An Evening With Jesus Lizard

January 01, 2013

Jesus Lizard

Rox magazine,January 1993

"Shut the fuck up!" David Yow yowls at the talkative crowd, kicking off the evening's festivities.

"Fuck you," a couple of audience members yell back.

"Fuck you, fuck you, fuck you," Yow whines while bending around to straighten out his microphone cord.

Chicago's Jesus Lizard crashes into the first song. Guitarist Duane Denison rips out bayou-twisted Stooges chords while spacing out on the overhead lights, looking uncannily like Ron Asheton. At the opposite end of the platform, bassist David Sims holds rock steady, appearing thoughtful. Mac McNeilly is the drummer. Yow is the singer. I won't compare Yow to anybody.

"I think of us as just a rock band. If somebody asks me what kind of music we play I tell them 'loud rock'"--David Yow, Alternative Press

Yow, wearing blue jeans and no shirt, cavorts his body as if his lyrics are possessing him. He hocks a loogie on the floor, sings, hocks a loggie on the ceiling, grabs his nipples, and stage-dives into the audience. He floats on a sea of hands, not missing a word. He glides about, steering himself with his boots against the ceiling (next time in you're in Max's check out the ceiling stage front--most of he boot marks there are Yow's). Eventually the audience rejects him, throws him back onto the stage. He lands hard on his back, curls into a ball, then stands and looks up as if he's lost on the same thought Denison is on. He then screams and rejoins the song.

Jesus Lizard

ROX: Many people said you put on an incredible show here last August. Do you remember anything about Baltimore?

Sims: To tell you the truth, I don't remember that much about it. It seemed like a fairly typical underground rock scene kind of thing. We've played so many shows since then, it blurs in. It didn't really didn't seem particularly unusual.

ROX: What are some of the wildest places you've played?

Sims: we played Glasgow, and it was great. They were just out of control. Enthusiastic, loud, appreciative, physically demonstrative. Stage diving, cheering, yelling thought the whole show.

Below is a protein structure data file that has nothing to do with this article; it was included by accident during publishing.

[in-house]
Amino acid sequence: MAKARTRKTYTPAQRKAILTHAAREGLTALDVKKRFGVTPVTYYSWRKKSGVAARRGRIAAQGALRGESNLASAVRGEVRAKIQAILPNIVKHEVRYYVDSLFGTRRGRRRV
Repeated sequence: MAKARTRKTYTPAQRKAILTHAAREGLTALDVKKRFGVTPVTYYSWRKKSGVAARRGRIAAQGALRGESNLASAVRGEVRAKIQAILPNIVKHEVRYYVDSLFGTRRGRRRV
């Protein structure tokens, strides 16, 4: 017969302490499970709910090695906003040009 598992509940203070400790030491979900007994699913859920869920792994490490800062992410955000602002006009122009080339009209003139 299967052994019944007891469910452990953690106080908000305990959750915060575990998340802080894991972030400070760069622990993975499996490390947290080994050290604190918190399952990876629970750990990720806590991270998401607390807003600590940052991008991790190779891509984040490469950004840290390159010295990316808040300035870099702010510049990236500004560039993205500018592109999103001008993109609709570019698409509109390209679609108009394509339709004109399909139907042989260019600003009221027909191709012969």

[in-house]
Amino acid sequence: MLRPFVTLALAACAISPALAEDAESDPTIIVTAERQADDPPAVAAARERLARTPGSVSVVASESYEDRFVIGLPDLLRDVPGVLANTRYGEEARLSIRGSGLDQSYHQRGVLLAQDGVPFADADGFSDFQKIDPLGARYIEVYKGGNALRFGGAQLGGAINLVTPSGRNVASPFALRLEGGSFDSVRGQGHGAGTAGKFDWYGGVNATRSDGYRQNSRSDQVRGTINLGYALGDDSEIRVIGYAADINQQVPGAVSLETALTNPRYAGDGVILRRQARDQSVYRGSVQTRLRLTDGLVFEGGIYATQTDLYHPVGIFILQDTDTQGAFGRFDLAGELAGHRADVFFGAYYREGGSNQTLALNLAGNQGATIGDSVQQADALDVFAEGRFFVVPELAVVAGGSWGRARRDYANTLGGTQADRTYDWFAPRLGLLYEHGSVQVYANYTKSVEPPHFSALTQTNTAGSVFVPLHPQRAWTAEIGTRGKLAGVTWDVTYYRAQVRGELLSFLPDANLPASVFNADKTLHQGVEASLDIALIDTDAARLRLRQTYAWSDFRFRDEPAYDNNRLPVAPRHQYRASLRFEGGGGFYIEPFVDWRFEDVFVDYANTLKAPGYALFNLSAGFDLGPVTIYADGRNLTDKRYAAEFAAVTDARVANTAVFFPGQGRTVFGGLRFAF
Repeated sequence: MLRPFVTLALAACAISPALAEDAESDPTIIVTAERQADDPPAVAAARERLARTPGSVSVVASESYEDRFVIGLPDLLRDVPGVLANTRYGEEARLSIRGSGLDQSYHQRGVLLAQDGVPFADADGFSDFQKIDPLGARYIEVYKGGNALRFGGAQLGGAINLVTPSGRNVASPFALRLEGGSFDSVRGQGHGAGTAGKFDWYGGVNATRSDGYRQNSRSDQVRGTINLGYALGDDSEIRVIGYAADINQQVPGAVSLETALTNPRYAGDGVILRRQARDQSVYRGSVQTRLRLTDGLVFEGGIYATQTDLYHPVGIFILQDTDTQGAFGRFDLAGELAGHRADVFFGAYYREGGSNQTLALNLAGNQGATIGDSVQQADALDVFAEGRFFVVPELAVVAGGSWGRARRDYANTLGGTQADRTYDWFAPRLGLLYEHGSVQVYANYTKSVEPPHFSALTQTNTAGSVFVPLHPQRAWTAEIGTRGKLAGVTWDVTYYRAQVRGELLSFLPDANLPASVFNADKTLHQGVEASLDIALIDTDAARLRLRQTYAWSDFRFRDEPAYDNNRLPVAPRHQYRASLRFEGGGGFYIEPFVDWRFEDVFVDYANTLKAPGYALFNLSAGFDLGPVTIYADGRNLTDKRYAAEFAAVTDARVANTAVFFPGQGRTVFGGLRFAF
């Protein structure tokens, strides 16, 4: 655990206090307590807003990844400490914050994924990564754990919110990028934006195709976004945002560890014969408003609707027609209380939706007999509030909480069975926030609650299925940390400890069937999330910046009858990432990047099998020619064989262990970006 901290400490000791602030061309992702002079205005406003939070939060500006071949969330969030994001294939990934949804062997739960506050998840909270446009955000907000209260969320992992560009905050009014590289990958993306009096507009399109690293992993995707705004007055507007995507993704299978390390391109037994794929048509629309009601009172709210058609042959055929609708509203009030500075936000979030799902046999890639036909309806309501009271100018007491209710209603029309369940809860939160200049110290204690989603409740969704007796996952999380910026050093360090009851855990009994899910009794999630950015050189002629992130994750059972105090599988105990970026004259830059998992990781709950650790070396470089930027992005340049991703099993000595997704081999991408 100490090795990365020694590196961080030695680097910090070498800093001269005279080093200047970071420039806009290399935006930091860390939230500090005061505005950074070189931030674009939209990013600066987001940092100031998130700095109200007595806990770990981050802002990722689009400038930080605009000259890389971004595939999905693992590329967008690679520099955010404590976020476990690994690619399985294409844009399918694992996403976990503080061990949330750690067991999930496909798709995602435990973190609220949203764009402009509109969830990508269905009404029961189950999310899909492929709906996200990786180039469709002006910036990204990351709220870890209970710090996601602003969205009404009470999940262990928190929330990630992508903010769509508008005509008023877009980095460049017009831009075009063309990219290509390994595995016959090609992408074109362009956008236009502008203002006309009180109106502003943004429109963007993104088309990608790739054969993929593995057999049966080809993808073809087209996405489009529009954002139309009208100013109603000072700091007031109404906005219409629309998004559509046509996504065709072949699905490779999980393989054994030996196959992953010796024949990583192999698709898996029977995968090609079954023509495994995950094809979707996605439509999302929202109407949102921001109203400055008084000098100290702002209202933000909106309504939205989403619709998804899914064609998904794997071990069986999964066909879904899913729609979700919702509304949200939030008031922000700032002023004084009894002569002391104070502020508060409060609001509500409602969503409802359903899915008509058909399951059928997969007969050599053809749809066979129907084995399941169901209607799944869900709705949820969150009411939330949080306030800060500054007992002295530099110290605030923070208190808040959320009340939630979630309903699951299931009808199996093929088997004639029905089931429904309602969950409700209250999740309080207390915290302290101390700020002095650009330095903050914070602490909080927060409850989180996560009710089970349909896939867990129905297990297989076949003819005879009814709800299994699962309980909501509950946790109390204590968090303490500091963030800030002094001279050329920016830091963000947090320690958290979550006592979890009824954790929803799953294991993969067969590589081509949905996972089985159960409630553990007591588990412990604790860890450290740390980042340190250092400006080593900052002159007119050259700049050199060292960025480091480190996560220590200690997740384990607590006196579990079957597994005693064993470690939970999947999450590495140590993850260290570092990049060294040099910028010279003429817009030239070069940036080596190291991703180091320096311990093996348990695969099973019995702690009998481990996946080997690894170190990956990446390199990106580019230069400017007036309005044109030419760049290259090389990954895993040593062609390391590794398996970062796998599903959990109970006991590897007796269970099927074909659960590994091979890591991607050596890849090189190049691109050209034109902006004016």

Jesus Lizard

We had bottles and ashtrays thrown at us in Edmonton, Alberta in a biker strip-joint metal bar.

ROX: Thrown out of enthusiasm?

Sims: No, out of waves of hate.

The loogie on the ceiling is starting to hang down, threatening to drop on Yow's head. A few people cheer. Yow grabs a hat somebody is wearing and puts it on, and the band kicks into a slow song. Yow sings to Denison, and Denison matches Yow's stare. The song ends and nobody claps.

"Oh thank you very much," Yow sarcastically says. "It's nice to be here back in, uh, Baltimore."

ROX: What tapes do you listen to in the van when traveling from show to show?

Sims: Oh let's see. They've been in there for a year. Led Zeppelin, Magazine, Hank Williams, Ramones, Motorhead, Roxy Music.

Yow heaves himself back into the crowd again and again, the sweat gleaming off of his muscle-bound torso. He grabs onto a stage light and holds on for dear life. He passes near to where I'm standing and grabs onto my shirt. When he gets passed over he looks straight down at me, still singing. The feeling is bizarre. He drags me around by my shirt and does not let go until he falls back on stage.

"Thank you very much," he says in his best Frank Sinatra coo. "Our next selection will be 'Rope." The band launches into its ode to autoerotica.

Jesus Lizard

Yow crowd surfs again and again. The last time Yow is thrown back on the stage, he lands pretty hard--even for him. He gulps a Rolling Rock, and sits on the floor, cowering out at the audience, giving them the middle finger. Later while noticing someone in the front row holding an unlit cigarette in his mouth, Yow reaches in his jeans and lights the man's cigarette. Yow then unzips his jeans and rolls his pants down to his pubes. A few blush, others laugh. A smoke bomb goes off in the club, but the band keeps playing . . . .

ROX: Where do you sleep when you're on tour?

Sims: Motel 6's! They're great; value for money. Check-out time at noon. The extra hour really makes a difference in today's rock world.